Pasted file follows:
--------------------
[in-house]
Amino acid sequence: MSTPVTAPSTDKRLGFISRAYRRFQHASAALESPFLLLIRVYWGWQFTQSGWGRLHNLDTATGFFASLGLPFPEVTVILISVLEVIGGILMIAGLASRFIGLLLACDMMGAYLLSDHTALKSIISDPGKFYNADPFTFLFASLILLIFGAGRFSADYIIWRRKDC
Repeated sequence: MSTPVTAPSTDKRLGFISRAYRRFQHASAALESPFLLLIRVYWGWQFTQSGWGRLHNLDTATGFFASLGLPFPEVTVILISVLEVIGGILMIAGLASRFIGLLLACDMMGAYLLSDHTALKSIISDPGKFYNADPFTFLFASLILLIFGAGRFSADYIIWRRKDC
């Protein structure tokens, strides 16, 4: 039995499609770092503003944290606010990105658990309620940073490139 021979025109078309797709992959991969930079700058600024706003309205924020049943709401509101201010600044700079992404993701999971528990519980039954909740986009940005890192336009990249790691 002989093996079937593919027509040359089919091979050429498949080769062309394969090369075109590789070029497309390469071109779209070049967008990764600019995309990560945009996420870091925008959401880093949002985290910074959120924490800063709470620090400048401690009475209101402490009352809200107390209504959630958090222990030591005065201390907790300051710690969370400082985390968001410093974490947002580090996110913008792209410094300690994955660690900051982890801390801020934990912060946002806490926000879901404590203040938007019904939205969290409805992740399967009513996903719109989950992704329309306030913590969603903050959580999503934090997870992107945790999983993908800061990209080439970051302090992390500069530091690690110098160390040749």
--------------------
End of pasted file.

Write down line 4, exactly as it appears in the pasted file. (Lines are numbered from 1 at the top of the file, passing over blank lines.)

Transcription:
């Protein structure tokens, strides 16, 4: 039995499609770092503003944290606010990105658990309620940073490139 021979025109078309797709992959991969930079700058600024706003309205924020049943709401509101201010600044700079992404993701999971528990519980039954909740986009940005890192336009990249790691 002989093996079937593919027509040359089919091979050429498949080769062309394969090369075109590789070029497309390469071109779209070049967008990764600019995309990560945009996420870091925008959401880093949002985290910074959120924490800063709470620090400048401690009475209101402490009352809200107390209504959630958090222990030591005065201390907790300051710690969370400082985390968001410093974490947002580090996110913008792209410094300690994955660690900051982890801390801020934990912060946002806490926000879901404590203040938007019904939205969290409805992740399967009513996903719109989950992704329309306030913590969603903050959580999503934090997870992107945790999983993908800061990209080439970051302090992390500069530091690690110098160390040749």